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Different Types of Guaifenesin and its Recently Changed Status with the FDA

Single-ingredient guaifenesin refers to a product where guaifenesin is the only active ingredient. This is the only guaifenesin recommend for the nonplus conditions. Guaifenesin that is combined with other ingredients whether in cough syrups or in pill form is not generally considered appropriate for our purposes.

Guaifenesin comes in two types, both of which are non-prescription, immediate-release, IR, and extended-release, ER guaifenesin. Immediate-release guaifenesin is also called QA, meaning quick acting and FA, fast acting. Immediate-release guaifenesin is also available as a liquid and is found in most grocery and drug stores. The liquid form frequently contains food coloring and sweeteners and is not recommended due to these additives. Guaifenesin contained in liquid cough and cold medications is not considered appropriate for treating the nonplus conditions due to the other ingredients. Extended-release guaifenesin is sometimes known by several other names: long-acting, LA, sustained-release, SR, and bi-layered.

The two different types of guaifenesin currently sold both work well when used for treating the nonplus conditions. However, if a person changes the type of guaifenesin they are using (from immediate release to extended release or vice versa) an adjustment in dose may be necessary to achieve the same level of symptomatic change. It is not unusual to require a slightly lower daily dose if one is using immediate-release when compared to extended-release. This means that if a person switches from extended-release to immediate-release the dose may need to be lowered. Conversely, an increased dose may be necessary if switching from immediate-release to extended-release. The difference in dose between the two often ranges from 20 % to 70%. However, a change in dose is not always required. If you change from one type to another, pay attention to your symptom changes and be prepared to alter your dose to achieve the ideal amount of symptomatic change as discussed in The Guaifenesin Guide, Chapter 8, Finding Your Dose.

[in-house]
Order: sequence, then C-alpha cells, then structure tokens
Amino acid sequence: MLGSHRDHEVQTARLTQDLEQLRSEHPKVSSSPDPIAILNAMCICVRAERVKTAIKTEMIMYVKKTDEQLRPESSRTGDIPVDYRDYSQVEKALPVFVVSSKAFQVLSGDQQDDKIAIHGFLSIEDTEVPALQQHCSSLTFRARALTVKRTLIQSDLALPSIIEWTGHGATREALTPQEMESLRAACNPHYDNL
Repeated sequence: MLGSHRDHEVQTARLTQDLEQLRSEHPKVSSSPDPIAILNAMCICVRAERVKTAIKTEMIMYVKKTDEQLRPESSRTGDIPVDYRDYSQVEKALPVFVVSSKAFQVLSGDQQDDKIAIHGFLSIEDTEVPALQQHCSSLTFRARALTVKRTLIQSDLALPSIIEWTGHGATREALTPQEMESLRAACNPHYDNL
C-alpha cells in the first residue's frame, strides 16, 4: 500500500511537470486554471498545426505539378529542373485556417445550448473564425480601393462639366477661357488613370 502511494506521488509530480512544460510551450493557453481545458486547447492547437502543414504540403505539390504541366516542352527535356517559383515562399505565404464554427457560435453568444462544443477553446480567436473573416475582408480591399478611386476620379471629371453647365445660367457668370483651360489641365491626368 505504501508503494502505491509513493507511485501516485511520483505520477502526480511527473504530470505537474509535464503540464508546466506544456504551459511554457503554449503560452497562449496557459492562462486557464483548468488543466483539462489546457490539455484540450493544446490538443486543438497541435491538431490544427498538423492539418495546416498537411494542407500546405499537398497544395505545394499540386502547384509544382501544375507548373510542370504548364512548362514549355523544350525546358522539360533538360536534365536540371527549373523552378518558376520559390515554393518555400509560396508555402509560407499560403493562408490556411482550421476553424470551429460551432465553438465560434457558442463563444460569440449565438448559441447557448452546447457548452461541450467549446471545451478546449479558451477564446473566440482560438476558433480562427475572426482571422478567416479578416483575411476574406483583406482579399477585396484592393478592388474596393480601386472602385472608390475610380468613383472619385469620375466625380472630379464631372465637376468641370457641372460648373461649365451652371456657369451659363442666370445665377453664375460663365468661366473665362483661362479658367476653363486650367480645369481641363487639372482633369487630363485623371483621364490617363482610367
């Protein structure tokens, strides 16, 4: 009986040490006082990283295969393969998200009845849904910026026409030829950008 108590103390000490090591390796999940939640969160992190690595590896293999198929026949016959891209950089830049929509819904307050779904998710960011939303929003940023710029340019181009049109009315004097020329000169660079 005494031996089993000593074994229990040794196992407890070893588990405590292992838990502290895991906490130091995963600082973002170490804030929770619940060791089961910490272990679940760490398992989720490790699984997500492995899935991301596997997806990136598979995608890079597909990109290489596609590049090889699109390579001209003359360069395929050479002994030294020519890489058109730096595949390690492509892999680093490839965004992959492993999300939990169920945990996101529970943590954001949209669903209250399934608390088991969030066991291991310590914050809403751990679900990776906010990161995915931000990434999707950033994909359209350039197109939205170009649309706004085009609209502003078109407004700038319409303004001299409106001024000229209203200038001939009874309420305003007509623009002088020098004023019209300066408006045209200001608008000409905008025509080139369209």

Because of problems with the release rate of many brands of extended-release guaifenesin, the FDA has stopped all companies except one from selling extended-release guaifenesin. As of December 2003 the only single-ingredient extended-release guaifenesin available is a bi-layered guaifenesin that contains some immediate release guaifenesin also. This product is labeled as an extended-release guaifenesin and the above suggestions for extended-release still apply.

Even though all brands of guaifenesin currently available work consistently well, whether extended-release or immediate-release, you should be aware that many brands of extended-release guaifenesin sold prior to December of 2003 may not be effective. (1) This unfortunate problem has no doubt resulted in many people and physicians failing to get results when using it as a treatment for the nonplus conditions. If you were one of the people who used ER, SR or LA guaifenesin before December of 2003 and did not get the results you expected, I encourage you to give guaifenesin another try.

All legally manufactured single-ingredient guaifenesin now sold, whether immediate-release or extended-release is FDA approved. No approval has a higher status than another with regards to guaifenesin.(2)

  1. U. S. Food and Drug Administration News, 10-17-2003, ‘FDA Proposes Steps to Assure the Safety and Efficacy of Certain Currently Unapproved Medicines.’ Accessed 2004 July 20.
  2. Food and Drug Administration Center for Drug Evaluation and Research, Letter to Author, 8-27-04.

GET THE BOOK!  "Fibromyalgia, Chronic Fatigue & Irritable Bowel:  
Treating Symptoms Treating Cause
By Dr. Greg Penniston - Only $14.95

Dr. Penniston explains the different treatments that are commonly used and how the little known medication, guaifenesin, appears to treat the underlying cause in many people.  

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For international orders please call (520)745-8101 or email us.   © 2007 Dr. Gregory Penniston. All rights reserved. Statements on have not been evaluated by the Food and Drug Administration. This product and information is not intended to diagnosis, treat, prevent or cure any disease.

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